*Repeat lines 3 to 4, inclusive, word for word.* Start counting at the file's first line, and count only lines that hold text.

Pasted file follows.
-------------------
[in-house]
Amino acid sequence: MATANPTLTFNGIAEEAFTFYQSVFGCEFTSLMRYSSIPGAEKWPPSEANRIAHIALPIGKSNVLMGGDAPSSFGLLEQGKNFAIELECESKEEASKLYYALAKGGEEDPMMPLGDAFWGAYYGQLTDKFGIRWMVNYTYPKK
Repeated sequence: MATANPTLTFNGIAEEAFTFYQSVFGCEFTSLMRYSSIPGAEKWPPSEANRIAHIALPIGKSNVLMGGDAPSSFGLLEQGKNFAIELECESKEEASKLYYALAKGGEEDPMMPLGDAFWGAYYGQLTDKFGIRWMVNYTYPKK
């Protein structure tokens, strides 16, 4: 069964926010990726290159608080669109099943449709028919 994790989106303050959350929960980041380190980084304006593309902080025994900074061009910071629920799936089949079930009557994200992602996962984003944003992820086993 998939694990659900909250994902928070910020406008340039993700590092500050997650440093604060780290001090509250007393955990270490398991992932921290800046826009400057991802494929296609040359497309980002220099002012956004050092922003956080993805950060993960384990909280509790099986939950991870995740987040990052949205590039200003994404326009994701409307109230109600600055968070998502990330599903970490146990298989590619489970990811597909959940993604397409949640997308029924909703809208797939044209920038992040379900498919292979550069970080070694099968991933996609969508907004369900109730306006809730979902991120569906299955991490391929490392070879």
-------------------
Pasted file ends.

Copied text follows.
Repeated sequence: MATANPTLTFNGIAEEAFTFYQSVFGCEFTSLMRYSSIPGAEKWPPSEANRIAHIALPIGKSNVLMGGDAPSSFGLLEQGKNFAIELECESKEEASKLYYALAKGGEEDPMMPLGDAFWGAYYGQLTDKFGIRWMVNYTYPKK
């Protein structure tokens, strides 16, 4: 069964926010990726290159608080669109099943449709028919 994790989106303050959350929960980041380190980084304006593309902080025994900074061009910071629920799936089949079930009557994200992602996962984003944003992820086993 998939694990659900909250994902928070910020406008340039993700590092500050997650440093604060780290001090509250007393955990270490398991992932921290800046826009400057991802494929296609040359497309980002220099002012956004050092922003956080993805950060993960384990909280509790099986939950991870995740987040990052949205590039200003994404326009994701409307109230109600600055968070998502990330599903970490146990298989590619489970990811597909959940993604397409949640997308029924909703809208797939044209920038992040379900498919292979550069970080070694099968991933996609969508907004369900109730306006809730979902991120569906299955991490391929490392070879």